A group of showbiz legends are given one last shot to put on a show in the variety capital of the world in new ITV show, Last Laugh in Vegas. Here, Su Pollard lifts the lid on what happened in Sin City...
Hi-de-Hi legend Su Pollard on joining a host of showbiz favourites to perform the gig of a lifetime in Las Vegas…
Every entertainer dreams of performing under the bright lights of Las Vegas. And that’s exactly what’s happens when a group of British showbiz legends head to Sin City, in Last Laugh in Vegas, starting on ITV tonight.
The five-part series follows eight of our best-loved acts as they’re given one last shot at putting on a spectacular show in the variety capital of the world. The famous faces are comedy duo Cannon & Ball, entertainer Bernie Clifton, comedian Mick Miller, pianist Bobby Crush, singer Kenny Lynch, Sixties’ idol Jess Conrad, singer Anita Harris, and actress and comedienne Su Pollard.
“I first went to Vegas about 30 years ago and loved all the tall buildings and bright lights but never thought I’d ever go back,” says Su, best known for playing chalet maid Peggy in classic sitcom Hi-de-Hi. “When I heard we’d be putting on this fabulous show, I signed up straight away!”
Cameras follow the stars as they depart from the UK and touch down in Vegas, where they’ll live together, explore The Strip and rehearse for their one-night-only show (which will air on ITV3 at the end of the series) at The Orleans Hotel & Casino.
Here, Su, 68, reveals all about preparing for the big night…
How did you find rehearsals for the show?
“We had this lovely choreographer, who initially wanted to see what we could do and it was almost a form of bonding. Anita had great poise and Bobby Ball was mincing around. I’m not a brilliant dancer but you have to do your best. I did feel vulnerable in there because there’s nothing to hide behind. You’ve got all your mates cheering you on but you’re thinking: ‘I’m absolutely dreadful!”
Su with her showbiz pals Bobby Crush and Anita Harris
Vegas drag act Frank Marino was the producer on the show. What was he like? And what pointers did he give you?
“I thought Frank was the epitome of showbiz. He does a drag act in Vegas as Joan Rivers and he’s fantastic! He knows exactly what the Vegas audience wants and he gave each of us constructive criticism – he said I needed a translator because I speak too quick!”
In between rehearsals, you get to experience what life is like for the locals in Vegas. Didn’t you all have a go at pole dancing?
“Yes! We had a lady, Tanya, who would show us something different every day and, this time, she showed us how to do pole dancing. Well, Tommy Cannon was fabulous. He’s got a core as strong as you like and he’s nearly 80! He could pole-dance anybody into the ground – whereas the rest of us just fell on the ground!”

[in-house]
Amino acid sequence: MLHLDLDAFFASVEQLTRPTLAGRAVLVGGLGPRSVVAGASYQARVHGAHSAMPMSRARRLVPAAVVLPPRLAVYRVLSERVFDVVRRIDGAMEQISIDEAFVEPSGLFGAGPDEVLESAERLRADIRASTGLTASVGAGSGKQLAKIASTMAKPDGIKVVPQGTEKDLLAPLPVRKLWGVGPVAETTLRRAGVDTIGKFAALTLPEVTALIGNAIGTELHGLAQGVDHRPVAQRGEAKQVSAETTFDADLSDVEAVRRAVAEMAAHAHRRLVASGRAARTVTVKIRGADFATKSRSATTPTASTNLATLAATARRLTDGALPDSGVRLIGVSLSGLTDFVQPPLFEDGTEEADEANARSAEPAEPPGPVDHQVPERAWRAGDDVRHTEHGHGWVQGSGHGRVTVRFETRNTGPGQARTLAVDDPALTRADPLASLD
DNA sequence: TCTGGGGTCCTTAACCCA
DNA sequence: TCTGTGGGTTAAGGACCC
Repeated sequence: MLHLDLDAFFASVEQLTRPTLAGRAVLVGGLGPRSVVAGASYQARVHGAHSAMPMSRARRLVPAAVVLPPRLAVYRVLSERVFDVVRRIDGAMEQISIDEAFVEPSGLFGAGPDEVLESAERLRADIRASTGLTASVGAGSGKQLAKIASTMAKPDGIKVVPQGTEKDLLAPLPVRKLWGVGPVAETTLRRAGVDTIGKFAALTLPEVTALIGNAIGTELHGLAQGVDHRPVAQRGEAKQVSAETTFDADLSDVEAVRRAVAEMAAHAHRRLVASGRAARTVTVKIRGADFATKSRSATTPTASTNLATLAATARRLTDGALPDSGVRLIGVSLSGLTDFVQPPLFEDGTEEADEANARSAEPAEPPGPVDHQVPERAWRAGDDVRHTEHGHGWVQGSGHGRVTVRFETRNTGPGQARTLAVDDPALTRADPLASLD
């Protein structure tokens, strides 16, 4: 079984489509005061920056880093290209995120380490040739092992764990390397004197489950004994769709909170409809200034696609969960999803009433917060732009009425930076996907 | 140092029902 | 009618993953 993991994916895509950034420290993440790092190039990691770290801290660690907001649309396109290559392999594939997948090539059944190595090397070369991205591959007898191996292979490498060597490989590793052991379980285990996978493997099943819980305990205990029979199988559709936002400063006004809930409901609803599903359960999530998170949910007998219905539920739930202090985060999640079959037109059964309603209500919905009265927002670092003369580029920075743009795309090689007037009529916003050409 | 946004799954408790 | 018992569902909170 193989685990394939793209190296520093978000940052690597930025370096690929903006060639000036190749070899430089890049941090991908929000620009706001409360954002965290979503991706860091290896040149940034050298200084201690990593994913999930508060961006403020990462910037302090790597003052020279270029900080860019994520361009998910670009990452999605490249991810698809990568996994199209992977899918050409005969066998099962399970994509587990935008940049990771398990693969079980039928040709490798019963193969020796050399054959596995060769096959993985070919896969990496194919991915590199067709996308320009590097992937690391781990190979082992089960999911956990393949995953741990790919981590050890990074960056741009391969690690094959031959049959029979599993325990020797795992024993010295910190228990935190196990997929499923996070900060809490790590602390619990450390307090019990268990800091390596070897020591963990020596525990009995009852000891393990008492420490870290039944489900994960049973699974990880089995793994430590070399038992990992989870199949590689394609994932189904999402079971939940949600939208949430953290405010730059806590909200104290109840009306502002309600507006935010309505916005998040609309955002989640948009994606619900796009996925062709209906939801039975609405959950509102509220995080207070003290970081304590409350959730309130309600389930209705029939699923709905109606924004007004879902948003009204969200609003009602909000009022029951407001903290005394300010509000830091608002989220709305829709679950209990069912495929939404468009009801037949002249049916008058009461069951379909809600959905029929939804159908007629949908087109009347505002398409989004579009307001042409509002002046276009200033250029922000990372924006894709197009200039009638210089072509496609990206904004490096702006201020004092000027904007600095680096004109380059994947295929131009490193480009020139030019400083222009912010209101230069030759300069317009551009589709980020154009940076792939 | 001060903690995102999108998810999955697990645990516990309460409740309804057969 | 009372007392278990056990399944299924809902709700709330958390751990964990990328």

How did you feel about being filmed 24/7 for this show?
“We had a fabulous time but there was no let up; the cameras want to capture any kind of expression, so they were always there and only off when we were asleep. Mind you, how do I know? They could have found me snoring!”
The stars were filmed 24/7 sharing a house, in rehearsals and enjoying the sights of The Strip
And how did you all cope living together during filming?
“I wouldn’t say that any of us were particularly messy. Me and Kenny were in charge of the sink, which was always full of washing up. Generally, I think we all looked out for each other.”
Did you get much time in between rehearsals to see the sights?
“We were let out once and went to the gay club, which was fan-bloody-tastic! I just love that environment. All the male dancers there wore bunny ears in honour of Hugh Hefner, who’d died that day. It was marvellous.”
And, as you were in Las Vegas, did any of you have a gamble?
“No, never! We had to walk through the casino to get to the theatre but we usually didn’t have the time – or the money – to stop. I was rather glad, though, because Jess had a run-in with one lady, who come up to him and said: ‘You’re in my seat, I’ve been coming here for years!'”
You were filming in Vegas when the shooting took place at a music festival near the Mandalay Bay hotel, leaving 58 dead and 851 injured. Did that have an impact on filming?
“Frank came straight round that following morning after the news broke and said he understood if we all wanted to leave. It was a very sensitive situation and very upsetting for the people of Las Vegas, who’d never seen anything like it. But we all discussed it and decided that, in situations like this, people want to be cheered up and entertained. So we knew we had to continue.”
Viewers will get to see your final performance at the end of the series. How were the nerves on the night?
“I just remember it being a very long day in the lead up to it and you’ve got to keep the momentum going. But when you’re waiting to go on and thoughts come into your head, it’s tiring. And, of course, the cameras are there all the time with people asking you how you’re feeling. I’d always say: ‘Oh, there’s excitement but it’s obviously very tense’.”
How would you sum up your Las Vegas experience?
“If I never go again, I have the memories for the rest of my life. I’d tell anyone to go to Vegas if they can. It was a great adventure.”
Last Laugh in Vegas starts on Tuesday April 3 at 9pm on ITV.